Recruiter: Tell me about how you make decisions.
Candidate: Well, I gather the facts and then I go home and talk it over with my wife. She's my top advisor.
Recruiter: Excuse me, but can you elaborate on that?
Candidate: I also invite her to my executive team meetings.
Recruiter: Is your wife also a [insert profession]?
Candidate: No, she's [something irrelevant]. But I trust her judgment.
Recruiter: Thank you so much for your time, we'll be in touch. Click.
Right? Wouldn't you immediately label such a candidate as "whacky"? Who does that? I mean, really.
A good spouse can help you in your career--no doubt about that. But, even the most supportive and brilliant spouses shouldn't be brought into your executive team meetings unless it's a family owned business.
So, why do we put up with the "bringing in the spouse" in politics? Rudy Giuliani said he'd do it.
Former New York mayor Rudolph W. Giuliani told ABC News's Barbara Walters that he would welcome his wife, Judith, at White House Cabinet meetings and other policy discussions if he were elected president next year.
"If she wanted to," Giuliani said in the "20/20" interview to be broadcast tonight. "If they were relevant to something that she was interested in. I mean that would be something that I'd be very, very comfortable with."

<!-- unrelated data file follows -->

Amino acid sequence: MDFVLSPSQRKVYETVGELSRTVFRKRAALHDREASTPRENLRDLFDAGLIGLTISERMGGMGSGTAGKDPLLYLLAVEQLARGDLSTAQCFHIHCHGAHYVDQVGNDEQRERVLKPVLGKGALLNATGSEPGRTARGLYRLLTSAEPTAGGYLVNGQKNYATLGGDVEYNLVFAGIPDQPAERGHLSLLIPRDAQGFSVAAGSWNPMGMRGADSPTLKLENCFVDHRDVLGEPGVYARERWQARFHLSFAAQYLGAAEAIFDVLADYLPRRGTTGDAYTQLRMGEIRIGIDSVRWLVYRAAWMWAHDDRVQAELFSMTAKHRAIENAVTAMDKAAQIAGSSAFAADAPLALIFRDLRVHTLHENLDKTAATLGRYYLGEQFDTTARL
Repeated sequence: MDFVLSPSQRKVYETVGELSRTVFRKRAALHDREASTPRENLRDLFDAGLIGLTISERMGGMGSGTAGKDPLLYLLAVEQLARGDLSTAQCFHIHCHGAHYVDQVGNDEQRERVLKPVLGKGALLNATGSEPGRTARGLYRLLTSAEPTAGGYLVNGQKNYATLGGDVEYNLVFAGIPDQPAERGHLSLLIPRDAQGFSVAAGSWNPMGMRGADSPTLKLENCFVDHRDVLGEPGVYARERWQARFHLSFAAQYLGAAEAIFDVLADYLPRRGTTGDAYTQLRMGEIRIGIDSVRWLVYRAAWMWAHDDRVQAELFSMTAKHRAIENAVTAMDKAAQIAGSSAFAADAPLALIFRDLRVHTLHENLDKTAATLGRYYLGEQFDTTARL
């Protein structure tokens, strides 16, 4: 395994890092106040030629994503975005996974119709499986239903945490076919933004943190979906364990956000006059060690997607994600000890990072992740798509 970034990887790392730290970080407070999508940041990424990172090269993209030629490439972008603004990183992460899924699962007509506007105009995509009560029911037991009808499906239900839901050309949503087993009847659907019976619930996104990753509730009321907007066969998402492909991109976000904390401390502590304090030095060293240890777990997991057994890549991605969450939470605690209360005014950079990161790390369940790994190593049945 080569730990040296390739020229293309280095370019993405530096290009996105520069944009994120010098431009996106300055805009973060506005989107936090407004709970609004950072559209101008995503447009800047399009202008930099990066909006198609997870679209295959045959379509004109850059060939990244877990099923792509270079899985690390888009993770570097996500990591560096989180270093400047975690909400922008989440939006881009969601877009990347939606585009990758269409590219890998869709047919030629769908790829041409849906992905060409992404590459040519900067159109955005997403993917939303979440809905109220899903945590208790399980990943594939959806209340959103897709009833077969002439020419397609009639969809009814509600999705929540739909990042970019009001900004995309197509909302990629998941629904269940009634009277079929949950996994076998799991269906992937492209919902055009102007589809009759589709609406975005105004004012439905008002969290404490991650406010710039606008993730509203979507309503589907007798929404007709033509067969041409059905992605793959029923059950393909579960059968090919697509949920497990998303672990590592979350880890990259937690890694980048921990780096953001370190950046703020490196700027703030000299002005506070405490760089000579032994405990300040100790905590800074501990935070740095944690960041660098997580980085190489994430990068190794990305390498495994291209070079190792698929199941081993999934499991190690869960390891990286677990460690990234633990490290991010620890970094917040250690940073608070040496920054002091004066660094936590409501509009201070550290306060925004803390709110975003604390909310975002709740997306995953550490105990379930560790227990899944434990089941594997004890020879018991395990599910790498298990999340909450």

We wouldn't put up with that in business, why do we put up with it in politics? Would Giuliani have been slammed if he'd said, "My wife is a wonderful person, but I'm running for office and I will be the one responsible to the people, not my wife."
I'll grant you that a good spouse can do wonders for you career. You want to move up in the company? You'll do better if your spouse is willing to relocate with you. What about late nights? If your spouse is the primary caregiver for the children, you'll have more options. But, invite your spouse to an executive team meeting? Not unless that is where you met--and most companies have rules against such behavior.
(Hat Tip Ann Althouse.)